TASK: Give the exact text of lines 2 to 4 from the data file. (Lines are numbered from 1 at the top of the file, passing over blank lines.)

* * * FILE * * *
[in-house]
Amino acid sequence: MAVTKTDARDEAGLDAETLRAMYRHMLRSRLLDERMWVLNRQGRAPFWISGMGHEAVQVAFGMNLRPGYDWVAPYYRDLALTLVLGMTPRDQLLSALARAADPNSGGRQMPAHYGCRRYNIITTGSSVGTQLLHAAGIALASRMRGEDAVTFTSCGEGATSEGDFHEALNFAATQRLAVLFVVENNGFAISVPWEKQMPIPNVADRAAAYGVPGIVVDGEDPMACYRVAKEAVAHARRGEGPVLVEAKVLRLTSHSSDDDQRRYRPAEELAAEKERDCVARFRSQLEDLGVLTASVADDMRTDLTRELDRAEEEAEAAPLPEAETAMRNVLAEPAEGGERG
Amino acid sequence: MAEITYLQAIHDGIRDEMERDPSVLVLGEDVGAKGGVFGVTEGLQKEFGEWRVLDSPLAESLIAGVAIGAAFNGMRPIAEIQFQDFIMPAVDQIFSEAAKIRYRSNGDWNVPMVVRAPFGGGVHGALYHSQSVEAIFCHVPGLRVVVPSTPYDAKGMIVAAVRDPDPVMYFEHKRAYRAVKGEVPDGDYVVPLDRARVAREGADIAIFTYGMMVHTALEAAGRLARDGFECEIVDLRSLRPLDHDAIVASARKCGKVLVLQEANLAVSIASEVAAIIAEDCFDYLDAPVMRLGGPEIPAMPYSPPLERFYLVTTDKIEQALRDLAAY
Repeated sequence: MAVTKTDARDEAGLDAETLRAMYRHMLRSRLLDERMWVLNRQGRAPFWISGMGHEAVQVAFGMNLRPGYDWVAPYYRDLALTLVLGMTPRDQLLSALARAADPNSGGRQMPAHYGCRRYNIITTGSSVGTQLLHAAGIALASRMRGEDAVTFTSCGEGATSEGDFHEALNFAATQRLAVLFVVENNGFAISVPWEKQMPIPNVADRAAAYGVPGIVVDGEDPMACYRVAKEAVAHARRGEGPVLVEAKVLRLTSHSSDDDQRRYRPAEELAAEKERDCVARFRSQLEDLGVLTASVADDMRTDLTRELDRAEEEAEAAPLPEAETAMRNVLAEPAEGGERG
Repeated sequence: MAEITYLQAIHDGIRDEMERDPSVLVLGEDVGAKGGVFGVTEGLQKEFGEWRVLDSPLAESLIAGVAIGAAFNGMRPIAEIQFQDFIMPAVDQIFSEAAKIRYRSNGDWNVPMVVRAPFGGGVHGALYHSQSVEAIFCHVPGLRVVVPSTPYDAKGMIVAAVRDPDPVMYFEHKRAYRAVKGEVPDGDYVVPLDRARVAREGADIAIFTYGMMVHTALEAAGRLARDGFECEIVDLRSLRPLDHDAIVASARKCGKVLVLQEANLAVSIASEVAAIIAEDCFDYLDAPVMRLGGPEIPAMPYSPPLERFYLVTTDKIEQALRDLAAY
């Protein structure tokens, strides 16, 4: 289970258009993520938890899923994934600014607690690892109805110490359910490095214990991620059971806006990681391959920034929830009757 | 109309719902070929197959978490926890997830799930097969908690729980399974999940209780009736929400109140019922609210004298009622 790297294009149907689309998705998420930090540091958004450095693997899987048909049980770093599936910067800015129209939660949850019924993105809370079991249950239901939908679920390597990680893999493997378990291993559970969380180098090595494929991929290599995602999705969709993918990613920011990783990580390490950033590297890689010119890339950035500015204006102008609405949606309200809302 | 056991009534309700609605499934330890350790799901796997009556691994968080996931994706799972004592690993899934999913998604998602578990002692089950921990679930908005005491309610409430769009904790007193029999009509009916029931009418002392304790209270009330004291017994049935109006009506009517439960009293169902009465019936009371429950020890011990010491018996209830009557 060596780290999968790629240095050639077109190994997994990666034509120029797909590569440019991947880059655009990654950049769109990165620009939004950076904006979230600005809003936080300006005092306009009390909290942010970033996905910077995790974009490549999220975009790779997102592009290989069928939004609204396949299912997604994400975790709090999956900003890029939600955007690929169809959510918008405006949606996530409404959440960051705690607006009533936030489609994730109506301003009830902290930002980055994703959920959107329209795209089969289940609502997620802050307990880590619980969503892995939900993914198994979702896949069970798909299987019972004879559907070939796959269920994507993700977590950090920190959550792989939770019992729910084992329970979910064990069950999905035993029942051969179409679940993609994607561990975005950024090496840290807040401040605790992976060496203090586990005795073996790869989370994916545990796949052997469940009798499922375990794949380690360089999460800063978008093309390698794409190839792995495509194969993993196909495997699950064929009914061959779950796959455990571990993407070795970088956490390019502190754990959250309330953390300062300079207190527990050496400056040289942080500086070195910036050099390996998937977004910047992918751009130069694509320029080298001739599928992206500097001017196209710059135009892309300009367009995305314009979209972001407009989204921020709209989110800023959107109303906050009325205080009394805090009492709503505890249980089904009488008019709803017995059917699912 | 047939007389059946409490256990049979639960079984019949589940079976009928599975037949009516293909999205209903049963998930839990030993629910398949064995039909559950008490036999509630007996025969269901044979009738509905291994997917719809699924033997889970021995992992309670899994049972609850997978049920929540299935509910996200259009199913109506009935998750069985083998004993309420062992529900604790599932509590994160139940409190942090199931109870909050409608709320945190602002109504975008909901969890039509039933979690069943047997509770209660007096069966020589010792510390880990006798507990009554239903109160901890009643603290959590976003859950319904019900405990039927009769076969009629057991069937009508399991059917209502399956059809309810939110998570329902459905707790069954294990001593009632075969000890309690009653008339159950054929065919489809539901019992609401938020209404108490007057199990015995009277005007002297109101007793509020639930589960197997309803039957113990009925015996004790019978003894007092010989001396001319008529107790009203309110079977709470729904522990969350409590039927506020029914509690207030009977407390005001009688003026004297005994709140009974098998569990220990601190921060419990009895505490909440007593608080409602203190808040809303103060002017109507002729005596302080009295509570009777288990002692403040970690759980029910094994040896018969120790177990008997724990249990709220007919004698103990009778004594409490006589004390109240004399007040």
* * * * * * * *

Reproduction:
Amino acid sequence: MAVTKTDARDEAGLDAETLRAMYRHMLRSRLLDERMWVLNRQGRAPFWISGMGHEAVQVAFGMNLRPGYDWVAPYYRDLALTLVLGMTPRDQLLSALARAADPNSGGRQMPAHYGCRRYNIITTGSSVGTQLLHAAGIALASRMRGEDAVTFTSCGEGATSEGDFHEALNFAATQRLAVLFVVENNGFAISVPWEKQMPIPNVADRAAAYGVPGIVVDGEDPMACYRVAKEAVAHARRGEGPVLVEAKVLRLTSHSSDDDQRRYRPAEELAAEKERDCVARFRSQLEDLGVLTASVADDMRTDLTRELDRAEEEAEAAPLPEAETAMRNVLAEPAEGGERG
Amino acid sequence: MAEITYLQAIHDGIRDEMERDPSVLVLGEDVGAKGGVFGVTEGLQKEFGEWRVLDSPLAESLIAGVAIGAAFNGMRPIAEIQFQDFIMPAVDQIFSEAAKIRYRSNGDWNVPMVVRAPFGGGVHGALYHSQSVEAIFCHVPGLRVVVPSTPYDAKGMIVAAVRDPDPVMYFEHKRAYRAVKGEVPDGDYVVPLDRARVAREGADIAIFTYGMMVHTALEAAGRLARDGFECEIVDLRSLRPLDHDAIVASARKCGKVLVLQEANLAVSIASEVAAIIAEDCFDYLDAPVMRLGGPEIPAMPYSPPLERFYLVTTDKIEQALRDLAAY
Repeated sequence: MAVTKTDARDEAGLDAETLRAMYRHMLRSRLLDERMWVLNRQGRAPFWISGMGHEAVQVAFGMNLRPGYDWVAPYYRDLALTLVLGMTPRDQLLSALARAADPNSGGRQMPAHYGCRRYNIITTGSSVGTQLLHAAGIALASRMRGEDAVTFTSCGEGATSEGDFHEALNFAATQRLAVLFVVENNGFAISVPWEKQMPIPNVADRAAAYGVPGIVVDGEDPMACYRVAKEAVAHARRGEGPVLVEAKVLRLTSHSSDDDQRRYRPAEELAAEKERDCVARFRSQLEDLGVLTASVADDMRTDLTRELDRAEEEAEAAPLPEAETAMRNVLAEPAEGGERG